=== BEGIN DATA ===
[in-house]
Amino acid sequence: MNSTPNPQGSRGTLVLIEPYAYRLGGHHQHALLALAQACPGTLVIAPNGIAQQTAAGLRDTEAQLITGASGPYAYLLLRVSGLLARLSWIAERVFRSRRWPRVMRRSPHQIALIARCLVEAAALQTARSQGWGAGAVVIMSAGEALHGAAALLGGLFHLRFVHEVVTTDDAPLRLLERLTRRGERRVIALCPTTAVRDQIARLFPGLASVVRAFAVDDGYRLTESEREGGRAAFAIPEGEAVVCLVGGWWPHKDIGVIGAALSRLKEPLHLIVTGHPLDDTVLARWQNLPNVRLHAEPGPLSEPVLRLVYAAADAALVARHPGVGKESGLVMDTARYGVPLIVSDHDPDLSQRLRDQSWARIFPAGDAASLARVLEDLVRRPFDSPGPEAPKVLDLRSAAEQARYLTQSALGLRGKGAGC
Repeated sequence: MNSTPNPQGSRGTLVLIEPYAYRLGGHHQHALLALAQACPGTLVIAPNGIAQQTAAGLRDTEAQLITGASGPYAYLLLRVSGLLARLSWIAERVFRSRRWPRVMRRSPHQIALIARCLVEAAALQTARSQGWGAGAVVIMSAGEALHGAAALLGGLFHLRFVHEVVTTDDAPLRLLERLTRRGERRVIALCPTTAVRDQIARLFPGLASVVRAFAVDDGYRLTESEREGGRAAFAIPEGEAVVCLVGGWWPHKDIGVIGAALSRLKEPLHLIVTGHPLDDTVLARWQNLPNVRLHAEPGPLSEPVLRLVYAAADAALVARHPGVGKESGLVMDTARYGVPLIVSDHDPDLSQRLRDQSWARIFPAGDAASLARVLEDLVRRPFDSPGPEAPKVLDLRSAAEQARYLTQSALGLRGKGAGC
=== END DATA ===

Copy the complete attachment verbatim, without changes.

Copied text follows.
[in-house]
Amino acid sequence: MNSTPNPQGSRGTLVLIEPYAYRLGGHHQHALLALAQACPGTLVIAPNGIAQQTAAGLRDTEAQLITGASGPYAYLLLRVSGLLARLSWIAERVFRSRRWPRVMRRSPHQIALIARCLVEAAALQTARSQGWGAGAVVIMSAGEALHGAAALLGGLFHLRFVHEVVTTDDAPLRLLERLTRRGERRVIALCPTTAVRDQIARLFPGLASVVRAFAVDDGYRLTESEREGGRAAFAIPEGEAVVCLVGGWWPHKDIGVIGAALSRLKEPLHLIVTGHPLDDTVLARWQNLPNVRLHAEPGPLSEPVLRLVYAAADAALVARHPGVGKESGLVMDTARYGVPLIVSDHDPDLSQRLRDQSWARIFPAGDAASLARVLEDLVRRPFDSPGPEAPKVLDLRSAAEQARYLTQSALGLRGKGAGC
Repeated sequence: MNSTPNPQGSRGTLVLIEPYAYRLGGHHQHALLALAQACPGTLVIAPNGIAQQTAAGLRDTEAQLITGASGPYAYLLLRVSGLLARLSWIAERVFRSRRWPRVMRRSPHQIALIARCLVEAAALQTARSQGWGAGAVVIMSAGEALHGAAALLGGLFHLRFVHEVVTTDDAPLRLLERLTRRGERRVIALCPTTAVRDQIARLFPGLASVVRAFAVDDGYRLTESEREGGRAAFAIPEGEAVVCLVGGWWPHKDIGVIGAALSRLKEPLHLIVTGHPLDDTVLARWQNLPNVRLHAEPGPLSEPVLRLVYAAADAALVARHPGVGKESGLVMDTARYGVPLIVSDHDPDLSQRLRDQSWARIFPAGDAASLARVLEDLVRRPFDSPGPEAPKVLDLRSAAEQARYLTQSALGLRGKGAGC